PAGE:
After the hit in London, the two gunmen have been sent abroad to Bruges until the situation cools off - or so they think. The younger one, Ray (Colin Farrell) cannot think of a worse place to be sent, as to him the city represents everything boring about Europe with its tasteful, medieval architecture and nothing to do all day but visit it as one of the many tourists there. The elder, Ken (Brendan Gleeson), has other ideas and is looking forward to drinking in the culture, eager to take his friend on an improving jaunt around the sights, yet all Ray really wants to do is leave. And so they wait for the instructions from their boss, Harry (Ralph Fiennes)...
Here's a little film that caught quite a few viewers by surprise, as the title gives nothing away, and the subject matter - yet another gangster movie - didn't sound too promising in light of how many other works had trod the same path before; the law of diminishing returns might have set in here. However, writer and director Martin McDonagh, whose playwright background revealed itself in the way the cast relished their excellent dialogue, found a fresh angle on what could have been the same old men with guns formula, and he did that by placing the story in a religious context.
Ray and Ken are effectively awaiting judgement for their sins, and although we never see Ken kill anyone, we know thanks to a flashback that Ray has, in the course of performing the hit on the priest they were sent to target, accidentally killed a child who was praying in the church there. McDonagh makes us fully aware he did not murder the child, so we can be allowed some degree of sympathy with him, but it's a shaky line to be walking, and it's well seen that we spend a good half hour in Ray's company so that we get to like him before we find out what it is he is running away from. Still, once we know what he has done, we begin to wonder if we should be anticipating a punishment on him.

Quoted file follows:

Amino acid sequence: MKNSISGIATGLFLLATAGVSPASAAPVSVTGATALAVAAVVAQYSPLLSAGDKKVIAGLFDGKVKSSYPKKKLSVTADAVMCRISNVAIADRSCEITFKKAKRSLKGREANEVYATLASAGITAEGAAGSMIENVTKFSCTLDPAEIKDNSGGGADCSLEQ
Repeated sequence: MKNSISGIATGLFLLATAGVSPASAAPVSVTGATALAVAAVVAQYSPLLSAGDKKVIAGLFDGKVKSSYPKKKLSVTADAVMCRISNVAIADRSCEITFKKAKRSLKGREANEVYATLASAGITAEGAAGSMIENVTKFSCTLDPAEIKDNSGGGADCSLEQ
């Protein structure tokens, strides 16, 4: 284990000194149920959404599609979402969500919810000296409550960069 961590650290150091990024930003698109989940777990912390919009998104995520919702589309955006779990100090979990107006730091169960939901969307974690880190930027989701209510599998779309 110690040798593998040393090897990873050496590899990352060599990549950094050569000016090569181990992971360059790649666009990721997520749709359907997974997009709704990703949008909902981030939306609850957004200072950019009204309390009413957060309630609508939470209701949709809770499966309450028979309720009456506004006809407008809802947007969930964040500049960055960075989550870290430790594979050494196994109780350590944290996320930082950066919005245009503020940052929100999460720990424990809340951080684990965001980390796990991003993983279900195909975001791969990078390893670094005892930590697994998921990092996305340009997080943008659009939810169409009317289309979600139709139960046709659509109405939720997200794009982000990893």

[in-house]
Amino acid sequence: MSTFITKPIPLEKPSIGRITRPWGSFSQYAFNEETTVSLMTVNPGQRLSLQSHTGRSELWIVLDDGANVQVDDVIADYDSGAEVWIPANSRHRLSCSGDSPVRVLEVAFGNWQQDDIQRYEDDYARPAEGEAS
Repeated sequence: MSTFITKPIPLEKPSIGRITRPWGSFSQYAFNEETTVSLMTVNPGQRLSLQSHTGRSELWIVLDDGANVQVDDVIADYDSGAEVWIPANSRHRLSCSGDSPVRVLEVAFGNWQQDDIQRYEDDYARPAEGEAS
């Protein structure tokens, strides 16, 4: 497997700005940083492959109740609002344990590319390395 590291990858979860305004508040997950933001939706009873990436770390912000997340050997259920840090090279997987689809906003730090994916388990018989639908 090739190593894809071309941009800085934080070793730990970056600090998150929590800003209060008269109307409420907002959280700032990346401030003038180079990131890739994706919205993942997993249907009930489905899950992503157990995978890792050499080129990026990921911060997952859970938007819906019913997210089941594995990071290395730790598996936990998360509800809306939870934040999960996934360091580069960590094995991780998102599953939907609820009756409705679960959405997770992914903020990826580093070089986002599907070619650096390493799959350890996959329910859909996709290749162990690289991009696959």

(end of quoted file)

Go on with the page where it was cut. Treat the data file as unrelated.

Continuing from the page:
Or more than anticipating, should we be welcoming it? In Bruges is in effect a morality story dressed up with trendy swearing and violence (though not much sex), and while that's not always to its advantage, as it does lead to an overly manufactured method of wrapping everything up, neither does it beat the audience over the head with its adherence to the rights and wrongs of sin and redemption. Don't go thinking this gets too heavy for its own good, for though things take a turn for the serious - for Ray and Ken, at any rate - there are plenty of witty lines and enough absurd situations to make this qualify at least partly as a comedy. If this does seem familiar to an extent, it's because it adopts the same tone as the earlier cult hit Sexy Beast.
To the point where Fiennes is essentially doing a cover version of Ben Kingsley's performance in that film, something McDonagh and company seem all to aware of thanks to a reference to Gandhi in one line. That said, there must be something about the character of a malevolent gangster that brings out the best in posh British thesps, as Fiennes makes the role his own, and even though Harry shows up in Bruges alone to sort things out, you can accept that he is a major threat to the two hitmen who have let him down. The rest of the story is about offering the characters a way of atoning for their sins, making their peace with God, before the inevitable occurs and their pasts catch up with them, and while nobody in this is pious, it's as if the centuries-old Christian surroundings, which does not seem to have updated its views on sin and forgiveness in that time, forces the three to meet their day of reckoning. Music by Carter Burwell.